How Predictable Are You?

Let’s chat about something that is VERY REAL: Your daily habits, both good or bad, are creating your future self.

“A habit is a redundant set of automatic, unconscious thoughts, behaviors, and emotions that you acquire through frequent repetition.”

Think of this as predictability. You have a certain emotion, and habitually (predictable) you react to that emotion. The same goes for routines.

Predictability isn’t a bad thing. It’s what you’re doing with it that creates the environment to change yourself.

So what do we know about change? It’s difficult and uncomfortable, but it’s usually for the better. It’s the first two points that make the action of change a task that most are unwilling to tackle.

It’s our habits and predictability that are holding us back from making a change in our life. These create comfort and solace when things start getting tough. We see this in the gym a lot.

Someone wants to get in shape and decide they will start working out. Let’s say this person has a 9-5 job and kids that makes them have to plan accordingly to get to the gym. The mornings tend to work best for them, so 6am it is. It’s all good for a few weeks until the little voice in their head starts to creep in acknowledging that they are tired and should just sleep in a little this morning and miss the gym. Strike one.

They’re predictable self is trying to bring them back into their past selves.

The next day this person has a rough day at work, issues with the kids and justifies with themself that a few glasses of wine and staying up a little later than normal to binge on some shows is in order, knowing full well that they will not get up to hit the gym in the morning because they’ve earned this treat. Strike two.

The following day will probably be a wednesday or thursday and now the predictability and habit of trying to get comfortable really starts to set in. Today’s justification usually looks something like “Well, I’ve miss 2-3 days this week already, I’ll just pick it back up next week.”. GAME OVER.

This person falls off, and either works up enough inner courage after some time off to come back in or we never see or hear from them again (despite our best efforts). It’s a predictable scenario at this point.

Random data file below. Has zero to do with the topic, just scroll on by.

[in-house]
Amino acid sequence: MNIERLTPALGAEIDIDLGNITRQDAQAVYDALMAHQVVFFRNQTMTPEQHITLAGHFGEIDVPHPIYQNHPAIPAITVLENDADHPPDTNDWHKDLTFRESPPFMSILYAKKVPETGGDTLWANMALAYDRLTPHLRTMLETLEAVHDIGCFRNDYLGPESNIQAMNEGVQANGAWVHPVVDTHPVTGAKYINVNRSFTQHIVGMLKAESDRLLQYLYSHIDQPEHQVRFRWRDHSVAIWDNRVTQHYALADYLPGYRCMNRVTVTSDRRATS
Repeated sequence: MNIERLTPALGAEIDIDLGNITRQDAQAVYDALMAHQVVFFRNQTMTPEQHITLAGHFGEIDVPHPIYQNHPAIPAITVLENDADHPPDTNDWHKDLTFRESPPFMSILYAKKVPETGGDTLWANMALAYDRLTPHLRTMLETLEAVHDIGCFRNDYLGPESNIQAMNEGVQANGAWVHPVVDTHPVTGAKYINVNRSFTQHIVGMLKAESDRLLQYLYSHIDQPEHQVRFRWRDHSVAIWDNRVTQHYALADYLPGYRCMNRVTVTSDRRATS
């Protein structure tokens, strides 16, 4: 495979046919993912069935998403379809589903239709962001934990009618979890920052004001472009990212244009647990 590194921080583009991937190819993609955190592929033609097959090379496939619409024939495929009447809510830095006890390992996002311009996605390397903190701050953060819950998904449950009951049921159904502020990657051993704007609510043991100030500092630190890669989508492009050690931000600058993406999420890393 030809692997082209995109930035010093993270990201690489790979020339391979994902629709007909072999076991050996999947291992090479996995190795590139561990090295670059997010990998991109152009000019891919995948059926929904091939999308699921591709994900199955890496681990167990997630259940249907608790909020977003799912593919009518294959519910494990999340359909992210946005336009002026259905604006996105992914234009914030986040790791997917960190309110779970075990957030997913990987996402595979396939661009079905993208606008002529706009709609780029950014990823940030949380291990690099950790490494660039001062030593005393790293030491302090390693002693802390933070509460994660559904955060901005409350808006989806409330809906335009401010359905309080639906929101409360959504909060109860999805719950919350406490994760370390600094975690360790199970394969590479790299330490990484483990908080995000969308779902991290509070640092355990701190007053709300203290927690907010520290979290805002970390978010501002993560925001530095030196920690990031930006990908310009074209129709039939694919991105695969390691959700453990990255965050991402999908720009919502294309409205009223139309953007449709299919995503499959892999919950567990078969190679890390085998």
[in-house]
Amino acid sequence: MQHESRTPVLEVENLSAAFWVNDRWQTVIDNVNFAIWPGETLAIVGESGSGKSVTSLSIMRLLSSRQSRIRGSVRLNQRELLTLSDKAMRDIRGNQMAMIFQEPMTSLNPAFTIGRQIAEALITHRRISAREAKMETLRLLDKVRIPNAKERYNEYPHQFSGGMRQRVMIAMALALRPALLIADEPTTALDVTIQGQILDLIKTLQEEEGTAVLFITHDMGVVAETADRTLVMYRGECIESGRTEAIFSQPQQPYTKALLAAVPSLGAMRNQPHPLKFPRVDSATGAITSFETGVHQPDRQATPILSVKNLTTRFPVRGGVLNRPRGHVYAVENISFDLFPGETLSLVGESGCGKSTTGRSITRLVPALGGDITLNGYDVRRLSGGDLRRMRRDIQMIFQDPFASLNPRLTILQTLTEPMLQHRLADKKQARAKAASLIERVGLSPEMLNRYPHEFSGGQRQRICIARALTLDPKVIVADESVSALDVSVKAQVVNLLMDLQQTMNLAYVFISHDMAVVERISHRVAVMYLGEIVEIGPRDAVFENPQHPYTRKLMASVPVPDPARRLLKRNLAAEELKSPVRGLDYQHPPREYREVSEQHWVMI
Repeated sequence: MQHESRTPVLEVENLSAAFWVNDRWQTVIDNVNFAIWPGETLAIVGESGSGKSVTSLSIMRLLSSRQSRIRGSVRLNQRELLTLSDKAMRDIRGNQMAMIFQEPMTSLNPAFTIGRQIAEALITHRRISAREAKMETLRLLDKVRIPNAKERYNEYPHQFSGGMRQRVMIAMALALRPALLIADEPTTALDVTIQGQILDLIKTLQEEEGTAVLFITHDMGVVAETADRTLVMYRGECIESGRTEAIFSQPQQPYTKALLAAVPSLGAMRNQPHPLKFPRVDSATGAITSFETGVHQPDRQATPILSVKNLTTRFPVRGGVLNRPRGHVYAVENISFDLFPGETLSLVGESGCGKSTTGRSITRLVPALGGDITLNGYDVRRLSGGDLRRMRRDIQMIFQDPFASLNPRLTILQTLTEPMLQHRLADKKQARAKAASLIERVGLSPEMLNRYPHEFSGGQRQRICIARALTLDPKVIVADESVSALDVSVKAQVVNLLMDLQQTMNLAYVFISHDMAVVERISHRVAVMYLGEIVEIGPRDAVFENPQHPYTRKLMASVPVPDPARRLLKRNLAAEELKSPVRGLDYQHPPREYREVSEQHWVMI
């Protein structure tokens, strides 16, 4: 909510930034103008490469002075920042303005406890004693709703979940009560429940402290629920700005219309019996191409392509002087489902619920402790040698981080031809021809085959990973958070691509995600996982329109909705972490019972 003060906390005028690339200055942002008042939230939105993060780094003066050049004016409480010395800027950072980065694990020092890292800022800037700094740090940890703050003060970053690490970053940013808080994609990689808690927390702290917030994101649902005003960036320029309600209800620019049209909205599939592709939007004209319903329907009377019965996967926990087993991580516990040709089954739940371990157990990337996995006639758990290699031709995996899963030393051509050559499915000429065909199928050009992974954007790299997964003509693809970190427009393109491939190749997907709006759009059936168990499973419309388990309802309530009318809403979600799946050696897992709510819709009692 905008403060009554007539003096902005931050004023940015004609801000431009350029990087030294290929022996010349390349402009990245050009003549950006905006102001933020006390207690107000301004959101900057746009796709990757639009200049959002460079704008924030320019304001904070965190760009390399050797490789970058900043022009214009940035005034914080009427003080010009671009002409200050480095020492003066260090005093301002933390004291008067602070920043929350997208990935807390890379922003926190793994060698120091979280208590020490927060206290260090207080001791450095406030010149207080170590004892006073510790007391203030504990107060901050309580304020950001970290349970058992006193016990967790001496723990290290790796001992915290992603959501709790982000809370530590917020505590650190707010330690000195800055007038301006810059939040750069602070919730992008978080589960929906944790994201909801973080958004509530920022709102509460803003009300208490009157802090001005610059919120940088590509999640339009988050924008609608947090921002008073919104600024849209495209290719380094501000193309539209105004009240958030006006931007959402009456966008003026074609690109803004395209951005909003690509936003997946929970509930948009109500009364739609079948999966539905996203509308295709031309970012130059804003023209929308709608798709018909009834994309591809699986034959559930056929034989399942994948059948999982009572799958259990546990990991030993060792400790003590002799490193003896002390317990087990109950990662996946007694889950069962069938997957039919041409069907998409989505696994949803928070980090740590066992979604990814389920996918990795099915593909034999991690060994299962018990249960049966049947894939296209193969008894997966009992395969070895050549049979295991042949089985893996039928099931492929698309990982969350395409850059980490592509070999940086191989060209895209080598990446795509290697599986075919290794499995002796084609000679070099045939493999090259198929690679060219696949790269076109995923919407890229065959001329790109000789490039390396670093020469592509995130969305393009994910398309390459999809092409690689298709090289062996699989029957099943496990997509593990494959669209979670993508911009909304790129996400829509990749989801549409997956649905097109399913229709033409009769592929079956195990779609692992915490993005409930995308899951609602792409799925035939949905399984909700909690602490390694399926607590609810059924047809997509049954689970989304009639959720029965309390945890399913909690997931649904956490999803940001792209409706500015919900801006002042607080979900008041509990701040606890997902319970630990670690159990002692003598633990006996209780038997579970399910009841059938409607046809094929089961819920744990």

If this sounds familiar, it’s not your fault. We are wired this way. We seek comfort, we avoid struggle.

Dr. Joe Dispenza describes these moments:

“In a very real sense, your body is dragging you into the same predictable future based on what you have been repeatedly doing in the same familiar past. You will think the same thoughts, and then make the same choices that lead to the same behaviors that create the same experiences that produce the same emotions. Over time, you’ve created a set of hardwired neurological networks in the brain and you have emotionally conditioned your body to live in the past – and the past becomes your future.

If you were looking at a timeline of your day, starting with waking up in the morning and continuing until you go to bed that night, you could pick up that timeline of yesterday or today (your past) and place it in the space reserved for tomorrow (the future) because essentially the same actions you took today are the ones you are going to take tomorrow – and the day after that, and the day after that. Let’s face it: If you keep the same routine as yesterday, it makes sense that your tomorrow is going to be a lot like your yesterday. Your future is just a rerun of your past. That’s because your yesterday is creating your tomorrow.”

The trick is to rewire yourself to accept that the payoff of being uncomfortable is that you will become a better version of yourself and it’s worth it in the end. I know it’s worth it because everyone who has ever wanted to change themselves for the better and put in the work to do so, never regretted doing it.

So what does your tomorrow look like?

Leave a Reply